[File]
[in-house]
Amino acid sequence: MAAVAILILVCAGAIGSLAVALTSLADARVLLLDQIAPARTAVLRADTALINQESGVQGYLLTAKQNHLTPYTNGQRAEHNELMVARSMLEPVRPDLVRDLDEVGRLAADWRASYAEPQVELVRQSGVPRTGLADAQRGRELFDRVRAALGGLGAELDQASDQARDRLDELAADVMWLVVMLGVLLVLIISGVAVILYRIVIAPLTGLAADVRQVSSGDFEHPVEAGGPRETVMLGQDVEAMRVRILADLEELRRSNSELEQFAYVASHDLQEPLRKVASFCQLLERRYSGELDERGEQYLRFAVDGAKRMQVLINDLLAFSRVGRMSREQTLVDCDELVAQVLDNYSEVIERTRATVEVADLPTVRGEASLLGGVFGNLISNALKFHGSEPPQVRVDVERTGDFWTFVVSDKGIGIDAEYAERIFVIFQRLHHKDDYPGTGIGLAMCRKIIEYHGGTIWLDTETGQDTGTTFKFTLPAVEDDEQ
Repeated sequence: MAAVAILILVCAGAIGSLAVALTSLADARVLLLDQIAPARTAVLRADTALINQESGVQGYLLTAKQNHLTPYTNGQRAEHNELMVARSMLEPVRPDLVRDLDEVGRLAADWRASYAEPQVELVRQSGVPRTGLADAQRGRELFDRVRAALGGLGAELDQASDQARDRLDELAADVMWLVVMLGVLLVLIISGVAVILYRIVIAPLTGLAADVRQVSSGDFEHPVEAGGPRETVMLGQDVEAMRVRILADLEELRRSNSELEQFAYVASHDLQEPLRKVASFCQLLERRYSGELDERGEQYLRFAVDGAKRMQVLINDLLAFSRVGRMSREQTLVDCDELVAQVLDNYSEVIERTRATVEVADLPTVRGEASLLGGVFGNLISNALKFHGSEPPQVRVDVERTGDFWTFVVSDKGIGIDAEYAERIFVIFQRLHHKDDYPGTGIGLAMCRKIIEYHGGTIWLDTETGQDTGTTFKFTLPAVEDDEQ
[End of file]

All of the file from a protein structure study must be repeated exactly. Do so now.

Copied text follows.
[in-house]
Amino acid sequence: MAAVAILILVCAGAIGSLAVALTSLADARVLLLDQIAPARTAVLRADTALINQESGVQGYLLTAKQNHLTPYTNGQRAEHNELMVARSMLEPVRPDLVRDLDEVGRLAADWRASYAEPQVELVRQSGVPRTGLADAQRGRELFDRVRAALGGLGAELDQASDQARDRLDELAADVMWLVVMLGVLLVLIISGVAVILYRIVIAPLTGLAADVRQVSSGDFEHPVEAGGPRETVMLGQDVEAMRVRILADLEELRRSNSELEQFAYVASHDLQEPLRKVASFCQLLERRYSGELDERGEQYLRFAVDGAKRMQVLINDLLAFSRVGRMSREQTLVDCDELVAQVLDNYSEVIERTRATVEVADLPTVRGEASLLGGVFGNLISNALKFHGSEPPQVRVDVERTGDFWTFVVSDKGIGIDAEYAERIFVIFQRLHHKDDYPGTGIGLAMCRKIIEYHGGTIWLDTETGQDTGTTFKFTLPAVEDDEQ
Repeated sequence: MAAVAILILVCAGAIGSLAVALTSLADARVLLLDQIAPARTAVLRADTALINQESGVQGYLLTAKQNHLTPYTNGQRAEHNELMVARSMLEPVRPDLVRDLDEVGRLAADWRASYAEPQVELVRQSGVPRTGLADAQRGRELFDRVRAALGGLGAELDQASDQARDRLDELAADVMWLVVMLGVLLVLIISGVAVILYRIVIAPLTGLAADVRQVSSGDFEHPVEAGGPRETVMLGQDVEAMRVRILADLEELRRSNSELEQFAYVASHDLQEPLRKVASFCQLLERRYSGELDERGEQYLRFAVDGAKRMQVLINDLLAFSRVGRMSREQTLVDCDELVAQVLDNYSEVIERTRATVEVADLPTVRGEASLLGGVFGNLISNALKFHGSEPPQVRVDVERTGDFWTFVVSDKGIGIDAEYAERIFVIFQRLHHKDDYPGTGIGLAMCRKIIEYHGGTIWLDTETGQDTGTTFKFTLPAVEDDEQ